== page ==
More than two weeks after the military coup in Burma, London on Thursday announced that it would allow three Burmese junta commanders to commit “grave human rights violations.” The UK is also taking steps to prevent UK companies from collaborating with the military in the Southeast Asian country.
New international sanctions after the coup in Burma. Many commanders of the Burmese regime are being targeted by sanctions announced by the United Kingdom on Thursday, January 18, which is linked to Canada. It’s about Defense Minister Mia Tun O, Interior Minister Cho Hood and his deputy, Heinling.
All three generals find their assets frozen in the United Kingdom and are barred from staying in British territory, the British Foreign Office said in a statement.
These measures bring the total number of Burmese personalities allowed by London to 19.
The Burmese army was ousted on November 1, arguing fraud in the legislative elections won by Aung San Suu Kyi, the real leader of the civilian government in November.There is In February, protests erupted during the coup d’tat.
Prevent British aid from “supporting” the military junta
“Along with our allies, we are responsible for the military’s human rights abuses and for justice for the Burmese people,” said British Foreign Secretary Dominic Robb.
The British Foreign Office and the Department of International Trade have also begun a process to “reduce the risk of (Burmese) military entities operating in the UK” and want to “avoid the illicit money associated with it”.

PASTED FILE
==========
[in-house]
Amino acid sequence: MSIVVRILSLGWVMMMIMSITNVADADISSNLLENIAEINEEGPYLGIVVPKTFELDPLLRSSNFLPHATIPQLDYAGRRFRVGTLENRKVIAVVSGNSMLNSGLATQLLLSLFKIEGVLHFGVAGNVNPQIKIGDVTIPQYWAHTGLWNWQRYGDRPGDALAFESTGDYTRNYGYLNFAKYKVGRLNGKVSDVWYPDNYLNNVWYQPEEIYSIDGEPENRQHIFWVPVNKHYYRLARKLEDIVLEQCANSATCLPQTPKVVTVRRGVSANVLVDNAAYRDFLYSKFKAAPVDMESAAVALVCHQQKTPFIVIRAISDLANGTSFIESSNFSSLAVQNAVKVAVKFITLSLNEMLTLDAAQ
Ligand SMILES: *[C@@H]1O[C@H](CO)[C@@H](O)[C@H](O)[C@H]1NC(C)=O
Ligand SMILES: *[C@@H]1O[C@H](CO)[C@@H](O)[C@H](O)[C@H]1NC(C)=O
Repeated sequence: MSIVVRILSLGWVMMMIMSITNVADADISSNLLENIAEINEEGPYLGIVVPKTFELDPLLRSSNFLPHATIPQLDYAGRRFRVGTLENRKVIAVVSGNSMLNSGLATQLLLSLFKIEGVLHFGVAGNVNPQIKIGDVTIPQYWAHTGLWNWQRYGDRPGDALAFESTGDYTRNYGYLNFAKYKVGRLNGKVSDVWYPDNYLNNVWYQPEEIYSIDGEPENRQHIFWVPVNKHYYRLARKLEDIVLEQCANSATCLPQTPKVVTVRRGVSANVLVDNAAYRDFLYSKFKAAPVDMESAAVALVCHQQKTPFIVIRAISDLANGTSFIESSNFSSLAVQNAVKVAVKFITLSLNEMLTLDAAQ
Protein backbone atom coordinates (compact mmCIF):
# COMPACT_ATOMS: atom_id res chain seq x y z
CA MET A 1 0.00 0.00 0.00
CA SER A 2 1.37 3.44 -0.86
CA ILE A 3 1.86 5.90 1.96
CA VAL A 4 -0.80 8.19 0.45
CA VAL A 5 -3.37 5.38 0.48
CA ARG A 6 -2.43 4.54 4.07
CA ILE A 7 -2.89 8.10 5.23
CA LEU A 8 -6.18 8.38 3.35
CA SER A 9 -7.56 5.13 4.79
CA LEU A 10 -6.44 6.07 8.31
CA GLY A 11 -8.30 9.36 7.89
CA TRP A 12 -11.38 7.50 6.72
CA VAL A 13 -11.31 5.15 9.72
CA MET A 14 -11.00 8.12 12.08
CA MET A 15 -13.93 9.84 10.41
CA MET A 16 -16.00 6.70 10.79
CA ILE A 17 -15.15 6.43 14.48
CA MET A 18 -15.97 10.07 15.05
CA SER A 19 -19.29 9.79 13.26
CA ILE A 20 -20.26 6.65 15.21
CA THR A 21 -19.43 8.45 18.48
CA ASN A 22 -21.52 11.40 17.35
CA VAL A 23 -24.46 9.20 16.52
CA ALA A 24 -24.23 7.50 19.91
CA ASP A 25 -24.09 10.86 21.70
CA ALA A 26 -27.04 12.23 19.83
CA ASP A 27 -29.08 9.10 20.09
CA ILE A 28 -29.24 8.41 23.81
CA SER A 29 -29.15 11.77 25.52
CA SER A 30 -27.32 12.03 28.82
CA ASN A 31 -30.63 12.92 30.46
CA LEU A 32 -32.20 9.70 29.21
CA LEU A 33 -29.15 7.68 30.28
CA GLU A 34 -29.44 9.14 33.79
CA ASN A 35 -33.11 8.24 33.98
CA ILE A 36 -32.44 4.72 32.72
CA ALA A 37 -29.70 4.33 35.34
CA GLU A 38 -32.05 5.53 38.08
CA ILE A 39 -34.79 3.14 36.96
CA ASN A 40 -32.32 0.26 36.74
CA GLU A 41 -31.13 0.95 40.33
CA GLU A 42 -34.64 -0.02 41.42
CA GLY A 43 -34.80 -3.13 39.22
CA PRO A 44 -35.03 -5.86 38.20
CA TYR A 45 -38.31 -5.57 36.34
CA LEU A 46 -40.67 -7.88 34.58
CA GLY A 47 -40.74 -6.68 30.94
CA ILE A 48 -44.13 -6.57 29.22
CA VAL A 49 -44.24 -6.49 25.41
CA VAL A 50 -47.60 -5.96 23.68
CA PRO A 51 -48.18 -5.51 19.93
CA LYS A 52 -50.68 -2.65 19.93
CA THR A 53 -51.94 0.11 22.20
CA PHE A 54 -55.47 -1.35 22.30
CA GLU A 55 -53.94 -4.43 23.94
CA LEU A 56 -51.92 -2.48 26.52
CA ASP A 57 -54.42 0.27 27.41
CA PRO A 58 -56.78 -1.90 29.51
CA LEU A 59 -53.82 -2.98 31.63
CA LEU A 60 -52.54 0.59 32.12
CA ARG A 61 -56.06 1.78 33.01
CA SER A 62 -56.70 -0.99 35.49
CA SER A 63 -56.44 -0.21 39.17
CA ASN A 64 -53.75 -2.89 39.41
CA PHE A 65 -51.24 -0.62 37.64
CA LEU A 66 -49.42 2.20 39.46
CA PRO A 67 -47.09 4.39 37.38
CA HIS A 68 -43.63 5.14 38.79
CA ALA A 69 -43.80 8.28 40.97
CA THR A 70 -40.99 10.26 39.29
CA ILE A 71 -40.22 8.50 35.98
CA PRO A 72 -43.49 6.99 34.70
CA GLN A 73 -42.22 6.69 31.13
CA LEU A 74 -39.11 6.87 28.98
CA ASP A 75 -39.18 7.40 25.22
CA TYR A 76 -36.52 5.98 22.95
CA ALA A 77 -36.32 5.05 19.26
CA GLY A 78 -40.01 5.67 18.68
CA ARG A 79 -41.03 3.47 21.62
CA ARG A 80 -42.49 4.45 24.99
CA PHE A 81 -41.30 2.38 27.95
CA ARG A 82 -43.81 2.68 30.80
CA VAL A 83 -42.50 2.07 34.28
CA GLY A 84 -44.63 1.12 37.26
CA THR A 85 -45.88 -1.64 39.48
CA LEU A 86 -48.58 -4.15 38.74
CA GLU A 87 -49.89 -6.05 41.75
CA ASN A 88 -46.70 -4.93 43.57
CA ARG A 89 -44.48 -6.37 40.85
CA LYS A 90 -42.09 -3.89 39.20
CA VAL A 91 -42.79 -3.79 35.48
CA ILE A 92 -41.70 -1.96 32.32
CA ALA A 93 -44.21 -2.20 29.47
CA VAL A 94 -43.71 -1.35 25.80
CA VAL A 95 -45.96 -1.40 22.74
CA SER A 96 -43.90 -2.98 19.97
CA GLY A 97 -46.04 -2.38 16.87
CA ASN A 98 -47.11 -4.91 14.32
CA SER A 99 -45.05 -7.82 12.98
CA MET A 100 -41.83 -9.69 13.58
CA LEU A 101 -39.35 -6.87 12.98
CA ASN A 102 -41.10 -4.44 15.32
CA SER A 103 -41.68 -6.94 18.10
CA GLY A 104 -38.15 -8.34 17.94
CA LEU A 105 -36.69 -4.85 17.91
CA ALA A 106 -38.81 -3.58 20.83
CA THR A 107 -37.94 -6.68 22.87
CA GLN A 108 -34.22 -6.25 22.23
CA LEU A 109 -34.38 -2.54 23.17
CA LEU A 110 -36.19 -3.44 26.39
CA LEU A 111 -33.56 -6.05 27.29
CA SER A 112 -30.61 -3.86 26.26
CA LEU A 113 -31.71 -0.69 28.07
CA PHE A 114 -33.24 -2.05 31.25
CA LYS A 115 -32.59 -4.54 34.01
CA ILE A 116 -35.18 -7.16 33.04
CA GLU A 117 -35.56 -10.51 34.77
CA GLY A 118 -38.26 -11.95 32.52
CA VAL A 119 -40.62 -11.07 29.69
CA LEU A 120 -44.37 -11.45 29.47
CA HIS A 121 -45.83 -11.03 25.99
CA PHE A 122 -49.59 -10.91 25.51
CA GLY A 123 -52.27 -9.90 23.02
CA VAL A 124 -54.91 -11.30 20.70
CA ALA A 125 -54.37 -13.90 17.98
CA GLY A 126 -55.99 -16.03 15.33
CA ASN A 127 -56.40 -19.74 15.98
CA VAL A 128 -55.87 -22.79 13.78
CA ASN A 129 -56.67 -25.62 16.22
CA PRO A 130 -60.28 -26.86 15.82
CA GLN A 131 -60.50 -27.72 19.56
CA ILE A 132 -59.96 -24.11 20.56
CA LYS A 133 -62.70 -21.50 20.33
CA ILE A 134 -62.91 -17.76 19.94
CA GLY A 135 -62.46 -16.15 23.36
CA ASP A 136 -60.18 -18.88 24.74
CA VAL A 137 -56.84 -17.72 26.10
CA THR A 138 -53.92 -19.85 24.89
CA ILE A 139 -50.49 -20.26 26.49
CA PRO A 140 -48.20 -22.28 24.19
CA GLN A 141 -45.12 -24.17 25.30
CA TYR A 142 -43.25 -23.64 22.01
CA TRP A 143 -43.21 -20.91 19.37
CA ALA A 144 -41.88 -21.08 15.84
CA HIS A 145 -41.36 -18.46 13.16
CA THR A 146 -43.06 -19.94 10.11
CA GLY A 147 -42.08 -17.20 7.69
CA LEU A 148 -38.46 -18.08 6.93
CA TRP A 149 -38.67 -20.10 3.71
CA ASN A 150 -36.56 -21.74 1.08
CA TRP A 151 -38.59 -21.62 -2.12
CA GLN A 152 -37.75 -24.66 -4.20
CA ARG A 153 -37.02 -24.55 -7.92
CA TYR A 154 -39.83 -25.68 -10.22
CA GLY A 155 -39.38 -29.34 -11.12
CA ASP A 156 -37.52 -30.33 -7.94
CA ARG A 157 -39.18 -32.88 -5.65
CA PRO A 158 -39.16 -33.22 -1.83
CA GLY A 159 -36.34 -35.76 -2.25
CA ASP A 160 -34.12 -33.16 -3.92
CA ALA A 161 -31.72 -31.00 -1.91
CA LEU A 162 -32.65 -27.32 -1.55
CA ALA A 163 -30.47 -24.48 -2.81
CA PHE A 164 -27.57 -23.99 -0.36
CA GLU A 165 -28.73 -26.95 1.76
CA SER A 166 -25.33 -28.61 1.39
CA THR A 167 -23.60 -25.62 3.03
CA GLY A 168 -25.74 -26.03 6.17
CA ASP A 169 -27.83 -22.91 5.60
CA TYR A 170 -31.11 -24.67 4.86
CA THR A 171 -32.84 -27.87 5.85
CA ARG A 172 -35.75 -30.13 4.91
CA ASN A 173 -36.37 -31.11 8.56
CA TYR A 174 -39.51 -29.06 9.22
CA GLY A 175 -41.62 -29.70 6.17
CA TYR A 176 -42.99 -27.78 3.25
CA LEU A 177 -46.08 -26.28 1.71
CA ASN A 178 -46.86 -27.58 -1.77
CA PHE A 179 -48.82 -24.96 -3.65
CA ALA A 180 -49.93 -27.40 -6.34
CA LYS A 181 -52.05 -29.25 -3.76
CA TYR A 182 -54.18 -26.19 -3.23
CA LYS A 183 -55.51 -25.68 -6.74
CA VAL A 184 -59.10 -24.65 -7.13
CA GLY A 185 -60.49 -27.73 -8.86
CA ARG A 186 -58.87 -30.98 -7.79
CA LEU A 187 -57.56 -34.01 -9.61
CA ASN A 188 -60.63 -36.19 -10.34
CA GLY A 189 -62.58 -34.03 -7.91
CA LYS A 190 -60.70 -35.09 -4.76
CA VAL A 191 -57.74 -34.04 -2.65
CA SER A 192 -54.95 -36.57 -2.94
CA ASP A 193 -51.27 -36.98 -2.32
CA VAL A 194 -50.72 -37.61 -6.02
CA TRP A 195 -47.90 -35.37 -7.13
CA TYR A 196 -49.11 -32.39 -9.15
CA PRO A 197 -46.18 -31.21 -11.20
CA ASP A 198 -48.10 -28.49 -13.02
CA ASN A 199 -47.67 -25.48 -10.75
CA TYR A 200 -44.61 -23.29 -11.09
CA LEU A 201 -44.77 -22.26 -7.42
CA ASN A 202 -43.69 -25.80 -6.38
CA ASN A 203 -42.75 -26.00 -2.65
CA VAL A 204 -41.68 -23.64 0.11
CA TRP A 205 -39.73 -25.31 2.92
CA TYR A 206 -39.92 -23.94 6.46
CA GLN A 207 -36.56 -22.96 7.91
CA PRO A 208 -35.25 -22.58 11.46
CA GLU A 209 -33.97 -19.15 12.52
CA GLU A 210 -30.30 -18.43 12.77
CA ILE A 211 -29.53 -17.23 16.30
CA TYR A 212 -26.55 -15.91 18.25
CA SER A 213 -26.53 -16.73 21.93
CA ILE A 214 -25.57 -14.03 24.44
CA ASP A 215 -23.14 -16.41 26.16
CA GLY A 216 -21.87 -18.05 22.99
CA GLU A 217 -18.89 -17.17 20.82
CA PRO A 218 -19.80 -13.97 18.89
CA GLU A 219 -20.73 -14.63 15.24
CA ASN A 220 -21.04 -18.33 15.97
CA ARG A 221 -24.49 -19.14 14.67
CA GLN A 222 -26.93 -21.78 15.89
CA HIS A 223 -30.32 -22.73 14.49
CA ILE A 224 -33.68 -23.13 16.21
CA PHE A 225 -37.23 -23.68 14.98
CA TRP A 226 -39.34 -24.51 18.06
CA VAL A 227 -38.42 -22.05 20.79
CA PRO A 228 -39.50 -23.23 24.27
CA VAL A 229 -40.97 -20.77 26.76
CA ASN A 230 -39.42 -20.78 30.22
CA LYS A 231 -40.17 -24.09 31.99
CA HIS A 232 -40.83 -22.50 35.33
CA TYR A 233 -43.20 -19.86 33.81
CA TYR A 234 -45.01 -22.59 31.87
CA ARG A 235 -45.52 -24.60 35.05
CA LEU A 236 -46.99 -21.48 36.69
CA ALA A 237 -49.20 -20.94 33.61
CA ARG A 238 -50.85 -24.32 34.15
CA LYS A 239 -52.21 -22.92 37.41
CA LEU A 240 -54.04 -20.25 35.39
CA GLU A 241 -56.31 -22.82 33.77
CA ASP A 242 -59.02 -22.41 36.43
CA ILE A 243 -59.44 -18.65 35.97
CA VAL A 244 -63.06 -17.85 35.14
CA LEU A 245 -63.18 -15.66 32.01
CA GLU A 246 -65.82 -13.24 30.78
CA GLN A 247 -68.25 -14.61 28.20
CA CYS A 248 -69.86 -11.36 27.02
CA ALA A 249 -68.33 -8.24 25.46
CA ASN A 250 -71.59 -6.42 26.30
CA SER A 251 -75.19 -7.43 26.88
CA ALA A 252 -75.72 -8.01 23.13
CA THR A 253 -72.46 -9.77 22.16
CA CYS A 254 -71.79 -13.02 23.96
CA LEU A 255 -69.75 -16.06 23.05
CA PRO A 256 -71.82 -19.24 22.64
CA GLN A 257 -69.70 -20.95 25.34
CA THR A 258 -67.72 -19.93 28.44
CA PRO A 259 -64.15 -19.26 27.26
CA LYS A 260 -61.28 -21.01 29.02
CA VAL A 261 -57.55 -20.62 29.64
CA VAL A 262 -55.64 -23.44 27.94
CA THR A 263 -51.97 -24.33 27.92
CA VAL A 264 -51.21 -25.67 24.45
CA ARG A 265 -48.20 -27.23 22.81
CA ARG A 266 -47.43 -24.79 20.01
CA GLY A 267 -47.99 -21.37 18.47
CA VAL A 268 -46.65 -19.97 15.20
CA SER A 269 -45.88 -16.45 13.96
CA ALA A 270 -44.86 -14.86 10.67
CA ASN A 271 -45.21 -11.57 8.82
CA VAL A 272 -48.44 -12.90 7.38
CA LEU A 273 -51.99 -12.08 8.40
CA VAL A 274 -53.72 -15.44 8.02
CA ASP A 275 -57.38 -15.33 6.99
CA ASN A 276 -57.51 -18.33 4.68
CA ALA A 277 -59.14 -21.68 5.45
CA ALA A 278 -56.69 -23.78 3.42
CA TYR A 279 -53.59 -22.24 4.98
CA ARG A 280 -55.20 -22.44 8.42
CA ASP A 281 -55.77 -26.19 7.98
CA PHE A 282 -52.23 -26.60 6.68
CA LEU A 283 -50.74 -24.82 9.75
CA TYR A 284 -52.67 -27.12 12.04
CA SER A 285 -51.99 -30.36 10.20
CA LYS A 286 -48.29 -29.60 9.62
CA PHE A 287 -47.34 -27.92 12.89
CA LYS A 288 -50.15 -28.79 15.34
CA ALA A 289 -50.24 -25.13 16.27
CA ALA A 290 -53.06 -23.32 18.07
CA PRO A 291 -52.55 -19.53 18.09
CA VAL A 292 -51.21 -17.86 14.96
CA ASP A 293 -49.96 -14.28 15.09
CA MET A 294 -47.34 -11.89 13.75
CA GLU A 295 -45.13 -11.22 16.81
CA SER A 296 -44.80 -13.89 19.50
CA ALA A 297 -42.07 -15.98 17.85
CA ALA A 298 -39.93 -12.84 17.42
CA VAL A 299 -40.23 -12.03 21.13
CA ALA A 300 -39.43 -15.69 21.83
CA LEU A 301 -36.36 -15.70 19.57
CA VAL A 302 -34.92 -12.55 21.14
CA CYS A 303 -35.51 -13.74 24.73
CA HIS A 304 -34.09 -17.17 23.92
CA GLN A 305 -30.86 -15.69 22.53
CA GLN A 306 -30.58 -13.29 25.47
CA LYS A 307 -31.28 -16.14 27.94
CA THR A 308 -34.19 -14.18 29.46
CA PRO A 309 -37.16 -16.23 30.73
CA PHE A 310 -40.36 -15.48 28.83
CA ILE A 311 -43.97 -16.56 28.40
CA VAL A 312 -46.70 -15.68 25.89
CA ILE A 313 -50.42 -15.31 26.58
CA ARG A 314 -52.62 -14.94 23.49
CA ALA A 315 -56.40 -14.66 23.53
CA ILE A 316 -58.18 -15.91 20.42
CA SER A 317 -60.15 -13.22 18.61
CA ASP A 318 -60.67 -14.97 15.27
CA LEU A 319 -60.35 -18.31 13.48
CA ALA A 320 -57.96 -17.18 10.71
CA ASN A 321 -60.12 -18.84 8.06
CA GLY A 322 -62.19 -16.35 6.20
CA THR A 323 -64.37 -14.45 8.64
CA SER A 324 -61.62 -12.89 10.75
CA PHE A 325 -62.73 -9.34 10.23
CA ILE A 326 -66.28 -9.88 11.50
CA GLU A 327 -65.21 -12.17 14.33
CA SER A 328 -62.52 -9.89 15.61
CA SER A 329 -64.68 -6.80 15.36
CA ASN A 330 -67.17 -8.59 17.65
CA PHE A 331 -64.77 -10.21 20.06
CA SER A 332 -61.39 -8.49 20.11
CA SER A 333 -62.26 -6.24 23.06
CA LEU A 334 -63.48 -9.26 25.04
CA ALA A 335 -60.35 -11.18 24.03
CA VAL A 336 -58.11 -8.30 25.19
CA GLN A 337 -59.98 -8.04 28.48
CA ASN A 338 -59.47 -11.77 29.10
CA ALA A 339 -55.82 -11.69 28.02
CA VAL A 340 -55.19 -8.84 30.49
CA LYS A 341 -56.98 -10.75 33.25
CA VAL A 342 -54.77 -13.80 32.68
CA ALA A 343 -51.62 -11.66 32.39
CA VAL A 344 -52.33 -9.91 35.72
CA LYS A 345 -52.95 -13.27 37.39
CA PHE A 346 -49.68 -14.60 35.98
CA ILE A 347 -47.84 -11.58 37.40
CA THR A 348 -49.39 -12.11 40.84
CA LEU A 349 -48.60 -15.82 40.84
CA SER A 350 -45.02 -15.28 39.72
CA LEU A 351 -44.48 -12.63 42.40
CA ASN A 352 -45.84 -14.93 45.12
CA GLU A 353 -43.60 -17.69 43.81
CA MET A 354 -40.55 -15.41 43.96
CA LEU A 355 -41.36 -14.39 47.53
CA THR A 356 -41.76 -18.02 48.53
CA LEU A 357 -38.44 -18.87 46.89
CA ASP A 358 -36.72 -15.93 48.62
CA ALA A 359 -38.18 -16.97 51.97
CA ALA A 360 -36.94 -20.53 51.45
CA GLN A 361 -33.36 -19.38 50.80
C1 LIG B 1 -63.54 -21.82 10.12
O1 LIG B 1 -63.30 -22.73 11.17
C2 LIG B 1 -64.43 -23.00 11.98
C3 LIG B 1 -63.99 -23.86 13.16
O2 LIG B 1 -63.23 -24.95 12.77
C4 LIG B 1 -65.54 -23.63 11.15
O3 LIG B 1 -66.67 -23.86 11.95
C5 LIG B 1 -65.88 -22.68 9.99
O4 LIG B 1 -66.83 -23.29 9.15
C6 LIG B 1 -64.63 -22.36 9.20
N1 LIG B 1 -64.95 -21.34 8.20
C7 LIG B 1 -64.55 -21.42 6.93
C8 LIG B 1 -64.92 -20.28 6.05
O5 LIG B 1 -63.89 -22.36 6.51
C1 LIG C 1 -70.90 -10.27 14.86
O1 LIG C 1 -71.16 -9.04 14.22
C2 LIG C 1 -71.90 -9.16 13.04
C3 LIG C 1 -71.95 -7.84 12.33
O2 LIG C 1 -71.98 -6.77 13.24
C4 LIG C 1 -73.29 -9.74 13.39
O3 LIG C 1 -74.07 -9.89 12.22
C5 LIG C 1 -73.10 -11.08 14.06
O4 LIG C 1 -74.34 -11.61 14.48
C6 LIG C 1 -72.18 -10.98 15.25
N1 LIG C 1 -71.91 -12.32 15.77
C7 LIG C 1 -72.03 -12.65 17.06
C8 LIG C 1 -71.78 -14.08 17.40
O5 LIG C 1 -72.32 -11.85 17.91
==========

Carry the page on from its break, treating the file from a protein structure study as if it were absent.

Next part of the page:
London also promised that British aid to Burma would provide “extra security” to “implicitly support the military-led government.”
While welcoming “one step forward”, the Burmese propaganda UK Association expressed “disappointment” over the sanctions taken by London, arguing that it was “nothing more than a holiday ban” because “these military leaders have no assets to freeze in the UK.”
The “Quad” says democracy needs an “urgent” return
The United States called on the United States, India, Japan and Australia on Thursday to make an “urgent” return to democracy in Burma, the US State Department said after talks between the four countries.
The head of US diplomacy, Anthony Blinken, during his first talks with this coalition, known as the “Quad”, an informal strategic group launched in 2007, spoke of the “urgent need to restore a democratically elected government in Burma. He emphasized the need to prioritize “strengthening the democratic backlash in the region on a large scale.”
Japan, for its part, urged its foreign minister, Toshimitsu Modeki, to “immediately stop the violent response to the civilian response” by the Burmese military to protest against the plot and release Aung San Suu Kyi.
India, which has distanced itself from Western efforts to impose new sanctions on Burma, is very cautious in its statement on the Quad talks, saying its foreign minister, Subramaniam Jaisankar, “respects the rule of law and democratic change”.